Lofton v. Williams et al
ORDER denying 29 Motion for Reconsideration. Signed by Magistrate Judge Jane M. Virden on 11/18/20. (jla)
Case: 3:20-cv-00086-MPM-JMV Doc #: 30 Filed: 11/18/20 1 of 2 PageID #: 1869
IN THE UNITED STATES DISTRICT COURT
FOR THE NORTHERN DISTRICT OF MISSISSIPPI
JERRY LYNN LOFTON
WARDEN JESSE WILLIAMS and
THE ATTORNEY GENERAL OF THE STATE OF MISSISSIPPI
This matter comes before the Court upon Petitioner’s motion  for reconsideration of
the Court’s November 4, 2020, Order denying Petitioner’s motion for leave to file a sur-rebuttal.
See Doc. # 28. Upon due consideration, the Court finds that the instant motion should be denied.
Federal Rule of Civil Procedure 54(b) “allows parties to seek reconsideration of
interlocutory orders . . . .” Austin v. Kroger Tex., L.P., 864 F.3d 326, 336 (5th Cir. 2017). Under
[A]ny order or other decision, however designated, that adjudicates fewer than all
the claims or the rights and liabilities of fewer than all the parties does not end the
action as to any of the claims or parties and may be revised at any time before the
entry of a judgment adjudicating all the claims and all the parties’ rights and
Fed. R. Civ. P. 54(b).
Although the source of the court’s authority to revise or amend an order or
judgment is different for interlocutory orders than for final orders or judgments,
many of the same policy considerations apply both to motions for reconsideration
under Rule 54(b) and to motions for reconsideration under Rule 59(e).
Accordingly, district courts . . . frequently apply the same standards to the two.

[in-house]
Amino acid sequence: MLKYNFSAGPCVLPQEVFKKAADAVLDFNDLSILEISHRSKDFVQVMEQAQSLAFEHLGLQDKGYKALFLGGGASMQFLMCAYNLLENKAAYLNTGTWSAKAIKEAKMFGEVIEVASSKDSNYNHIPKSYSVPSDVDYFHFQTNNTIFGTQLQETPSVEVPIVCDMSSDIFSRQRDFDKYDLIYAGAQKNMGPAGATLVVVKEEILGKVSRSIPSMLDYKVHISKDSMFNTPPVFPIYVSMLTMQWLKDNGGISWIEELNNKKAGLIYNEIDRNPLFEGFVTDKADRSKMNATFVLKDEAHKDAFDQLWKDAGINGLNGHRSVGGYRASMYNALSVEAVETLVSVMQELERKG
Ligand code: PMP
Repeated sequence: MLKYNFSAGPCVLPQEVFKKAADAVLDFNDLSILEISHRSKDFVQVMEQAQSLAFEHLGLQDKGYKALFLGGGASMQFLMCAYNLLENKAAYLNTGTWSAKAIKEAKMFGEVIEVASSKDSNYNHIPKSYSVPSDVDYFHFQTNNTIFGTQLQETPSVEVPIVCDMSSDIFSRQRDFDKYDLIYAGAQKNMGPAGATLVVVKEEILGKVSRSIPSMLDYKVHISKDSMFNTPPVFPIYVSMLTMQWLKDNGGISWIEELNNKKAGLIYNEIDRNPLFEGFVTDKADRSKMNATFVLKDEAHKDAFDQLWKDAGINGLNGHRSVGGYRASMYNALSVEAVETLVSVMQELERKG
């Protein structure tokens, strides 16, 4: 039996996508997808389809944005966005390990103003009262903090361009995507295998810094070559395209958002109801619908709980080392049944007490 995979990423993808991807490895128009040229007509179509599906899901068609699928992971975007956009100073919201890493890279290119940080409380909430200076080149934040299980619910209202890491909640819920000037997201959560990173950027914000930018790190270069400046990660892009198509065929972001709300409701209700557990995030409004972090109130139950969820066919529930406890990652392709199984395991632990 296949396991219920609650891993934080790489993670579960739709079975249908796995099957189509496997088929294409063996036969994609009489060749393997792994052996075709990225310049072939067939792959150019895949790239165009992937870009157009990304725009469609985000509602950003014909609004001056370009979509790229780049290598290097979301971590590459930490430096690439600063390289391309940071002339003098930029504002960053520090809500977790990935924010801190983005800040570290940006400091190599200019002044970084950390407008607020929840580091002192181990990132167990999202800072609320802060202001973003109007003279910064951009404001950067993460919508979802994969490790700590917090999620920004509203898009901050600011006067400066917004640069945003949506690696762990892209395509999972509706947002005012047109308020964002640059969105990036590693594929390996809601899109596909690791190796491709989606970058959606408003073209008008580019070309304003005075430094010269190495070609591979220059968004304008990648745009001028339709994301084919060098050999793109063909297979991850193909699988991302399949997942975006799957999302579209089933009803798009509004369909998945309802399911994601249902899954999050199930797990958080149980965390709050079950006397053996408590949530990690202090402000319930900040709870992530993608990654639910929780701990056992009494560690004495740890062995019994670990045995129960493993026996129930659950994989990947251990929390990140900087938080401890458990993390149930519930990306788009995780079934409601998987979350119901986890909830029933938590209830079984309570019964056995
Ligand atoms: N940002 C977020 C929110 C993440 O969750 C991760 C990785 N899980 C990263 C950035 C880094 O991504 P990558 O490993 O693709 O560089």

eTool Dev., Inc. v. Nat’l Semiconductor Corp., 881 F.Supp.2d 745, 748 (E.D. Tex. 2012)
Case: 3:20-cv-00086-MPM-JMV Doc #: 30 Filed: 11/18/20 2 of 2 PageID #: 1870
Under Fifth Circuit jurisprudence:
A rule 59(e) motion “calls into question the correctness of a judgment.” This Court
has held that such a motion is not the proper vehicle for rehashing evidence, legal
theories, or arguments that could have been offered or raised before the entry of
judgment. Rather, Rule 59(e) “serves the narrow purpose of allowing a party to
correct manifest errors of law or fact or to present newly discovered evidence.”
Templet v. HydroChemQ Inc., 367 F.3d 473, 478-79 (5th Cir. 2004) (citations and alterations
omitted). “A motion to alter or amend the judgment under Rule 59(e) must clearly establish
either a manifest error of law or fact or must present newly discovered evidence and cannot be
used to raise arguments which could, and should, have been made before the judgment issued.”
Schiller v. Physicians Res. Grp. Inc., 342 F.3d 563, 567 (5th Cir. 2003) (internal quotation marks
Petitioner fails to identify any manifest error of law or fact nor does he present any newly
discovered evidence. Instead, Petitioner merely repeats arguments in support of his federal
habeas petition. Beyond this, Petitioner offers absolutely no substantive argument as to why
reconsideration is warranted. Accordingly, Petitioner’s motion  is hereby DENIED.
SO ORDERED, this the 18th day of November, 2020
/s/ Jane M. Virden
JANE M. VIRDEN
UNITED STATES MAGISTRATE JUDGE
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